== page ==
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Here are some great idea of little changes yu can make around your home to help the environment.

Compost your garden waste.

  1. Start a worm farm for kitchen waste.
  2. Don't buy useless packaging.
  3. Recycle everything you can.
  4. Use human energy.
  5. Turn stuff off.
  6. Shop carefully.
  7. Save water whenever possible.






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1. Compost your garden waste

It's pretty easy to compost garden waste:

Buy a compost bin from somewhere like Mitre 10, or make one. Find out how to construct a compost bin from demolition materials (you'll probably need mum or dad to help you) at Converge.

When you mow the lawns or weed the garden or prune the trees, put the waste in the compost bin - BUT NOT oxalis or alstroemeria or other nasties!!!! That stuff spreads faster than triffids. Put it in the rubbish bin for kerbside collection. (Learn more about weeds at Weedbusters.)

Check out composting tips at Earthcare NZ.

If it's not practical for you to have a compost bin, perhaps your neighbour or friends have one you can contribute to.

2. Start a worm farm for kitchen waste

Ferhad Junior and I started a Worm Farm a couple of years ago, and it's heaps of fun. It's so cool to put food scraps in there, and then go back a week later, and the scraps are gone. In return the worms provide worm tea and vermicast (their wees and poos - hee hee hee!) which are totally awesome fertilisers.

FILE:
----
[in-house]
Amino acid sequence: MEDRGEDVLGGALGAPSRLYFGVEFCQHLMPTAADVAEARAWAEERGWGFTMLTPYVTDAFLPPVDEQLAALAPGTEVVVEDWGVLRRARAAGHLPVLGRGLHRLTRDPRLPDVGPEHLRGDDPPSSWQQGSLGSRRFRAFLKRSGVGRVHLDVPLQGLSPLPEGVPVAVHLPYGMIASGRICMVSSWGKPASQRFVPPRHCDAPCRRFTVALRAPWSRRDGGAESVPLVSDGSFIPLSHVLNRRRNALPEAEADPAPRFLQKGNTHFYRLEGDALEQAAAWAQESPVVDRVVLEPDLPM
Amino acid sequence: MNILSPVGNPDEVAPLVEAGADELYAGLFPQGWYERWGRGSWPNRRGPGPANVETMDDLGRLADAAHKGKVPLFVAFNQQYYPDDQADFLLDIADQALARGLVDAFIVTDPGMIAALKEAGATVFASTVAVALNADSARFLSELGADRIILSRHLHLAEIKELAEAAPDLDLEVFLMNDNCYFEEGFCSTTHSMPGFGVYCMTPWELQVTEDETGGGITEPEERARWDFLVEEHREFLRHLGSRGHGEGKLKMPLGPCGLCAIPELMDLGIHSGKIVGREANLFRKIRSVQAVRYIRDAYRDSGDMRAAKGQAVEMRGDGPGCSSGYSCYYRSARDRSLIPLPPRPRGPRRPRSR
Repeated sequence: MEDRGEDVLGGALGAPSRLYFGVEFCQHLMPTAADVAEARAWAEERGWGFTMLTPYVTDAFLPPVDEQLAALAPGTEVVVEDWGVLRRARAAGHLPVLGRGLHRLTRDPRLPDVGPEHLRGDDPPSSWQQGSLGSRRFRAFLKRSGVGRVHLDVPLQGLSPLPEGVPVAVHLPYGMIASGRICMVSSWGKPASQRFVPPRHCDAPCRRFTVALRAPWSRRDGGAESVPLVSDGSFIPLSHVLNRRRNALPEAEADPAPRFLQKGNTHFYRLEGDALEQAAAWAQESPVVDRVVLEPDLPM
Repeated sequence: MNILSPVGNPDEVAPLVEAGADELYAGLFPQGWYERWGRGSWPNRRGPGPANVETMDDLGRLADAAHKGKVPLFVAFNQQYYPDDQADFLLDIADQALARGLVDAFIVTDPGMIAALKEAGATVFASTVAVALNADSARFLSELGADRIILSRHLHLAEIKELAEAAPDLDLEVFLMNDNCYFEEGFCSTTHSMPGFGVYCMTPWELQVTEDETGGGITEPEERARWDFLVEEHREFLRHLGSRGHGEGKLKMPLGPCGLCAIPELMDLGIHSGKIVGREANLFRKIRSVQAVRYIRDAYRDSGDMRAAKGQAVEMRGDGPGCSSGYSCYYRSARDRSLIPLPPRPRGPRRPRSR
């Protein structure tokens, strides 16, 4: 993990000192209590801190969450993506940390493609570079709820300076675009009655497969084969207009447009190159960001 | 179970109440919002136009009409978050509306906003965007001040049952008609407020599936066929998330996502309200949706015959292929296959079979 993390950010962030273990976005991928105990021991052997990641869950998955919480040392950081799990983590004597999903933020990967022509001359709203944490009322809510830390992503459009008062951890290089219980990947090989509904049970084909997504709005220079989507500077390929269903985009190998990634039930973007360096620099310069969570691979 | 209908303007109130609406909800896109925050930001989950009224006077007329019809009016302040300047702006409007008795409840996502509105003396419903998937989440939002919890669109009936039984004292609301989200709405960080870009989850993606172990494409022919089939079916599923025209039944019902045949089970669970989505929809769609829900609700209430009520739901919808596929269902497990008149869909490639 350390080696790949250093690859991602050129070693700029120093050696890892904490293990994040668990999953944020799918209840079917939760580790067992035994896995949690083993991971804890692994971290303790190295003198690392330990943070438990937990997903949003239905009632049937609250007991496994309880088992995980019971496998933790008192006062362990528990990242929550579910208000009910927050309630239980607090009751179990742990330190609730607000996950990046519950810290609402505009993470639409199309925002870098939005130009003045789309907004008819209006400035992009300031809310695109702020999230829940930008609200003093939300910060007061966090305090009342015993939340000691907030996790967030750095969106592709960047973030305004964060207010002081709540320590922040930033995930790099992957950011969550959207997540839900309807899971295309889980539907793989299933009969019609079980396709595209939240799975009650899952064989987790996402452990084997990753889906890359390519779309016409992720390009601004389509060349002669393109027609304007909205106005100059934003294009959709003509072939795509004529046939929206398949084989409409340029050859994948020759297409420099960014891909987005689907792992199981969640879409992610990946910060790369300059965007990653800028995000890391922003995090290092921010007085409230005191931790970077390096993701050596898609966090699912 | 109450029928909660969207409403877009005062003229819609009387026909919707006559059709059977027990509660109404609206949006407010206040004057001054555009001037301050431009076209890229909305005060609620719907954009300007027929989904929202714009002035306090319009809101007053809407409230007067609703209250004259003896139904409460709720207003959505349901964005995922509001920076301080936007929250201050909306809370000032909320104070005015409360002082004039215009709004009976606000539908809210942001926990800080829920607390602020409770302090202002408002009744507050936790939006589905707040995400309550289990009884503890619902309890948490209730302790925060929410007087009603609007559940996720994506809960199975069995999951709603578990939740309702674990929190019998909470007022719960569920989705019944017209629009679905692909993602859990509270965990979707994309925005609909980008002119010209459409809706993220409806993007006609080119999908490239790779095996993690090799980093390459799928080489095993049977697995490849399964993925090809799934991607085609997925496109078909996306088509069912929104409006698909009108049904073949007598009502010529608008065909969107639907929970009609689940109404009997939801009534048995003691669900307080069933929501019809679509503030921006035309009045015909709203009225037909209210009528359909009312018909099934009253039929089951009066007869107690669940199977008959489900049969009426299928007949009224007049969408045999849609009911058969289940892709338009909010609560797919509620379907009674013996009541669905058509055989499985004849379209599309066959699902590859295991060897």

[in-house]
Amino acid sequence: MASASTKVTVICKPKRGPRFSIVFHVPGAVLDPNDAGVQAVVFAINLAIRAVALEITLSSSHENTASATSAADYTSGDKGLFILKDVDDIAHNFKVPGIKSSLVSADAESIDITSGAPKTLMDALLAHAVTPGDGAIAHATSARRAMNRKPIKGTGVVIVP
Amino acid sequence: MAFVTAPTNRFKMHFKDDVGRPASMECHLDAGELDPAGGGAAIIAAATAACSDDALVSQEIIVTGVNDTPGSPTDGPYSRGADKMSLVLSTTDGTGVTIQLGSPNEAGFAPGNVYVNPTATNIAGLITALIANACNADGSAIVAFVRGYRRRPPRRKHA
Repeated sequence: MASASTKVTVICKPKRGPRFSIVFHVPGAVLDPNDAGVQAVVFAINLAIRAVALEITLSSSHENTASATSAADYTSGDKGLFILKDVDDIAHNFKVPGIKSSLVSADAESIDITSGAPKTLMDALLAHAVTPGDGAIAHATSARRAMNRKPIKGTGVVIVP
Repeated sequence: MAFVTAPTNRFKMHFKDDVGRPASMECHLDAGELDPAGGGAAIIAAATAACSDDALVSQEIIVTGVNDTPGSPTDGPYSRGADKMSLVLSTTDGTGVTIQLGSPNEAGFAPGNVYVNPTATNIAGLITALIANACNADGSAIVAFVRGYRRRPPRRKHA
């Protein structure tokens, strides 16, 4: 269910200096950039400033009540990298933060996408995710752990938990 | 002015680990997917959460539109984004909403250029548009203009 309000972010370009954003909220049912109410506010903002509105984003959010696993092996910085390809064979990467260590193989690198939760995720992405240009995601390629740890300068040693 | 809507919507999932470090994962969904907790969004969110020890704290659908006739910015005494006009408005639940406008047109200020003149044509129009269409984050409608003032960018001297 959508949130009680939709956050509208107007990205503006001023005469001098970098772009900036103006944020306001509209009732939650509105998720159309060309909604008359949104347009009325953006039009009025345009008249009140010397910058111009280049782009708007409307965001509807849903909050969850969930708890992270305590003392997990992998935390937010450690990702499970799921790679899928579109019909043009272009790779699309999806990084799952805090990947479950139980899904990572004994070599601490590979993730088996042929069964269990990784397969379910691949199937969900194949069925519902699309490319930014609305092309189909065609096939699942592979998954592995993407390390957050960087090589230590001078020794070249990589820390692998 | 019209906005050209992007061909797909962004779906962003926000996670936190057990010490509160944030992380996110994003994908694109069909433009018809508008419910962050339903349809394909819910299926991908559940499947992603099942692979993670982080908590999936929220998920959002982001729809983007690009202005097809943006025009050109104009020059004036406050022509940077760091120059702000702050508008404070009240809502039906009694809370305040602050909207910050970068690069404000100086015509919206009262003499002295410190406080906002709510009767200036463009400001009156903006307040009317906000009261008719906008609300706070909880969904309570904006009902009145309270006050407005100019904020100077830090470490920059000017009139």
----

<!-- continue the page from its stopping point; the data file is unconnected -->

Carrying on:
We talked to a lady who put worm poos and wees on one row of trees on her avocado orchard as a test, and those trees produced half as much fruit again as the other trees. She raced out and bought lots of worm bins, and now collects scraps from all her friends to keep the worms fed and gets lots more wees and poos and lots more avocadoes to sell.

Sometimes local councils run worm programmes where you can get a commercial worm bin for free, like we did. Or you can buy one from somewhere like Hungry Bin. Otherwise you can make your own worm bin, which is great as it uses recycled material. Get Mum or Dad to help you!

You can get really good instructions on making a Worm Farm from the Christchuch City Council.

3. Don't buy usless packaging